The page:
Tag Archives: fantasy

Review of Dragonhunters, by Garon Whited

I received a copy of Dragonhunters, by Garon Whited, from Netgalley. I read it on vacation, as I traveled from Tennessee to Florida.

Description from Goodreads:
You don’t become a hero for the money. The money’s nice, sure, but you become a hero because something inside compels you, drives you to it. Defending people from monsters simply doesn’t pay well enough to make it a good career move. 

As for hunting dragons… well, the money is usually good, but the job really bites. 

A group of five professional heroes goes into the lair of the dragon. Who will win? 

Spoiler: The dragon. 

But it turns out killing a hero sometimes does nothing more than make him even more determined. 

Sometimes, heroes are never more dangerous than when they’re dead!

Review:
Man, what an interesting set-up that failed almost completely for me. Look, there are a ton of really fun ideas in this book. But the writing is so flat, the dialogue so formal and fantasy-quest-like (you know what I mean) that it distances the reader so far that I didn’t connect with anyone. I finished the book feeling like I hadn’t gotten to know anyone, nor did I care about any of them or their endeavor to kill a random dragon. No one had a believable emotion. No one seemed to react at all to, you know, dying and being resurrected, or becoming the locus of four ghosts. And the traveler that caused the whole mess is never explained at all. He pops up in the beginning and then disappears, never to be seen again.

For a while, in the beginning, I thought this might be a parody of a fantasy quest story. And it might have worked in that vein, but it isn’t. It’s an attempt at a real thing, as far as I can tell, and I was just really glad to see the end of it. Perhaps there will be readers that love it. I’m not making a blanket, “It’s bad,” statement. But it sure didn’t work for me.

SaveSaveSaveSave

Review of The Automaton’s Wife (Society for Paranormals #2), by Vered Ehsani

I received an Audible code for the purchase of a copy of Vered Ehsani‘s The Automaton’s Wife. I read and reviewed book one in the series, Ghost of Tsavo, here.

Description from Goodreads:
Beatrice Knight has enough to contend with: a zebra is dead on her lawn, her horse is possessed and a gentleman has arrived with the temerity to propose to her. To top it off, her dead husband Gideon has absconded with an automaton, threatening to return for his wife. The wife in question however soon has other issues, for a killer has moved into town with a nasty habit of carving up the victims. As luck should dictate, who should be the next target but Mrs Knight herself?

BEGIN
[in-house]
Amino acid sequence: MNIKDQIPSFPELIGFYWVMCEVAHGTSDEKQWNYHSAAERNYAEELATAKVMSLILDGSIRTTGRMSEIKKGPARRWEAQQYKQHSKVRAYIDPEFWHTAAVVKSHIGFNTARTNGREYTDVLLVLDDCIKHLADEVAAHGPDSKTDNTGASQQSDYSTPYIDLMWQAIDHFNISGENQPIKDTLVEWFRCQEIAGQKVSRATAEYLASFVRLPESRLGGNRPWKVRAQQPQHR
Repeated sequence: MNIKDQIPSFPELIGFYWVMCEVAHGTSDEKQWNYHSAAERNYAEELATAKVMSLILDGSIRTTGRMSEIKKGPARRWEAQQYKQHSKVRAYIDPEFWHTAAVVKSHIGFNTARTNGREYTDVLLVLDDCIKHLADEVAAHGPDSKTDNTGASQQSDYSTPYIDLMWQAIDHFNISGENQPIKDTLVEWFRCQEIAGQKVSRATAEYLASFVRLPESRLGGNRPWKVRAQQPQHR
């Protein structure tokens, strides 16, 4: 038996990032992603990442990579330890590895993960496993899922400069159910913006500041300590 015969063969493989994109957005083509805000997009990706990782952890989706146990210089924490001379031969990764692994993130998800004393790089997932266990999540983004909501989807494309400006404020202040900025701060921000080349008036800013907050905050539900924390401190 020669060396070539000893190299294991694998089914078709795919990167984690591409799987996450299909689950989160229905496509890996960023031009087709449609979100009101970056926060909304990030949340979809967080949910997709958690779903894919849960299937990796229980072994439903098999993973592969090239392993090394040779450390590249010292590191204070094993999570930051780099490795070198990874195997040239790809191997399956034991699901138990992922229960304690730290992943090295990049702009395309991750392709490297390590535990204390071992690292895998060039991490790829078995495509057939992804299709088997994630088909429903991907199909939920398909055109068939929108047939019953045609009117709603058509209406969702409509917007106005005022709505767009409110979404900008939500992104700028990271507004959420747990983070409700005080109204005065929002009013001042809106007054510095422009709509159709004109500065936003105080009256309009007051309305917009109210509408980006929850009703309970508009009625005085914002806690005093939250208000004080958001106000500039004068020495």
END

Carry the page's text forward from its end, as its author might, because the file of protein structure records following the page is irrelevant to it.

Review: 
I do believe I enjoyed this more than the first. I’m not entirely sure if it was because it was a better book or because the addition of a truly wonderful narrator (Alison Larkin) made the audio experience more fulfilling than reading it. I liked book one, but I really liked this one.

As before, I found Beatrice witty and self-reliant. I liked the tension between her and My. Timmons, though it’s much downplayed here and the mystery held its own. I did think it wrapped up a little too quickly and Larkin’s insistence on saying Zeebra (American), instead of zebra, in the English style irked me. But all in all, I look forward to continuing the series.

Review of The Black Wolves of Boston, by Wen Spencer

I borrowed a copy of The Black Wolves of Boston, by Wen Spencer, from my local library.

Description from Goodreads:
Silas Decker had his world destroyed when he was attacked by vampires outside of New Amsterdam. He rebuilt his life a dozen times in the last three hundred years—each time less and less successfully. Now he lives alone, buried under a hoarding habit, struggling to find some reason to wake up with the setting of the sun.

Eloise is a Virtue, pledged to hunting evil.  What she doesn’t know is how to live alone in a city full of strangers who know nothing about monsters.

Seth is the sixteen-year old Prince of Boston, ward of the Wolf King.  Now he is left in a city that desperately needs his protection with enemies gathering all around. 

Joshua believes he is a normal, college-bound high school senior.  His life is shattered when he wakes up in a field, covered with blood, and the prom committee scattered in pieces about him like broken dolls.  

These four must now come together to unravel a plot by Wickers, witches who gain power from human sacrifices and have the power to turn any human into their puppet. Four people who lost everything struggle to save Boston by saving each other.

Review:
This was utterly adorable. Seriously, it was one of the cutest books I’ve read in a while! I’ve been pretty burned out on YA lately, so I went into this with a bit of trepidation, but I sure am glad to have read it. Watching Decker, the 300-year-old vampire try and make his “puppy” happy so he’ll stay with him was too endearing for words. Similarly, seeing Seth, the “puppy,” settle and make a home was just as lovely.

I only have two complaints here. One is that the editing is a bit of a mess. I kept rereading sentences to verify, yep, a word really is missing or repeated. Lots of missing particles and things like, being able being to, instead of being able to. Second is that I felt the horror and trauma of watching 10 classmates being slaughtered and turning into a werewolf were seriously glossed over in lieu of the happier part of the storyline.

But for anyone looking for a cute book this summer, pick this one up.

There is also a little short story online, set in the same universe. You can find it here. It has the same editing habits. As an example, I pulled this from it: “His muzzleloader lay the dead leaves fifty feet back. He’d have to abandon it for now. ” But it’s still cute.

SaveSave